Monday, May 27, 2013

Timing, and speaking

Salon has an interesting article about time and timing (excerpted from, Time Warped: Unlocking the Mysteries of Time Perception, a book by Claudia Hammond). Here's a passage about the time scale involved in speech:
To produce and understand speech, we rely on critical timings of less than a tenth of a second. The difference between the sound of a ‘pa’ and a ‘ba’ is all in the timing of the delay before the subsequent vowel, so if the delay is longer you hear a ‘p’, if it’s short you hear a ‘b.’ If you put your hand on your vocal cords you can even feel that with the ‘ba’ your lips open at the same time as you feel your cords start to vibrate. With the ‘pa’ the vibration starts a moment later. This relies on timing accurate to the millisecond. Even the timing between syllables can be crucial to a phrase’s meaning. With Jimi Hendrix’s lyric, “Excuse me while I kiss the sky,” just a fraction of a second difference in timing is what gives you the famous monde-green, “Excuse me while I kiss this guy.”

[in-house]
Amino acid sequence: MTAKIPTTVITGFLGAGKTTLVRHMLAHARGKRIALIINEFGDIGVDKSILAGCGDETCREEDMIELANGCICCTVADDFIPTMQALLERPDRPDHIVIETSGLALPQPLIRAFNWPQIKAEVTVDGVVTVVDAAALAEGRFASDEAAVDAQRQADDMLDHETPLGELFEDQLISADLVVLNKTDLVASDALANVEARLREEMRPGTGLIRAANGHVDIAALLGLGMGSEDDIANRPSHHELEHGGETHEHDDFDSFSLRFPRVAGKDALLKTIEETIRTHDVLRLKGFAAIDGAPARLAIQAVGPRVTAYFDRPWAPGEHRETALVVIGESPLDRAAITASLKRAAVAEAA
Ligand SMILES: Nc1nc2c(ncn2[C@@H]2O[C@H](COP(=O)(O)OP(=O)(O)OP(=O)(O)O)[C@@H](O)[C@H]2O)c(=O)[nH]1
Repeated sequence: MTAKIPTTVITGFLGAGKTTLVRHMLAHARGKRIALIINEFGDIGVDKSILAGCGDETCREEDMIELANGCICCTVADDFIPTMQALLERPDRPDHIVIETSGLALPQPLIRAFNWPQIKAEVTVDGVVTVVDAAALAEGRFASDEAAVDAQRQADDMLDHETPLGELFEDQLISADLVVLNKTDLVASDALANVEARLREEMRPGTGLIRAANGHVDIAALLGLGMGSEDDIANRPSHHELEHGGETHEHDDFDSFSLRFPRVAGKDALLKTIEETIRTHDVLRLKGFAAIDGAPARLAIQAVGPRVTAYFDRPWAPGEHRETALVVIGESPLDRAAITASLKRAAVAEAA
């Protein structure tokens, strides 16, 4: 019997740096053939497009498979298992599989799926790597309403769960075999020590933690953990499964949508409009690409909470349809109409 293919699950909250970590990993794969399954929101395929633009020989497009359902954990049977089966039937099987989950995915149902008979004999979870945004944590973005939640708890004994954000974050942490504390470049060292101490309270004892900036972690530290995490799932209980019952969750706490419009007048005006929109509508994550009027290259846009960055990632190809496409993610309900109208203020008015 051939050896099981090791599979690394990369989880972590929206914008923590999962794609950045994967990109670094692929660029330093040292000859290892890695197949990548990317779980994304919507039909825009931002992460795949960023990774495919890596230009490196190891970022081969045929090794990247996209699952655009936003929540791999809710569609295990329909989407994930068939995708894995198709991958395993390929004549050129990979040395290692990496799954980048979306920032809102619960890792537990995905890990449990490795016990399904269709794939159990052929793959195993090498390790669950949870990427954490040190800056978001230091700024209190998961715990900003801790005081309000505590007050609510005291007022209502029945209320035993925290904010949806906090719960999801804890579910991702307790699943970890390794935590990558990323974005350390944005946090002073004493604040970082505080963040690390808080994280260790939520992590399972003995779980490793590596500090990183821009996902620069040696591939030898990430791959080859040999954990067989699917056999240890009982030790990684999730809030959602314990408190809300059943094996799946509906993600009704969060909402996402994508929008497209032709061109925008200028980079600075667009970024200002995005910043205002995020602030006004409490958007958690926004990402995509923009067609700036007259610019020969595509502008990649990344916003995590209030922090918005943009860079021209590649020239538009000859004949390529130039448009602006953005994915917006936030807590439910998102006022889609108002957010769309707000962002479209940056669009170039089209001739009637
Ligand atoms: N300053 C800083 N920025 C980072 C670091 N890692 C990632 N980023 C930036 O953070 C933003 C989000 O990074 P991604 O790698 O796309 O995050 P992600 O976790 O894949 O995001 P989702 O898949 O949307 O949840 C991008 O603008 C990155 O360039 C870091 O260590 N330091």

There's evidence that this requires that speaker and listener must be muturally synchronized. Their nervous systems are coupled into a single oscillating system.

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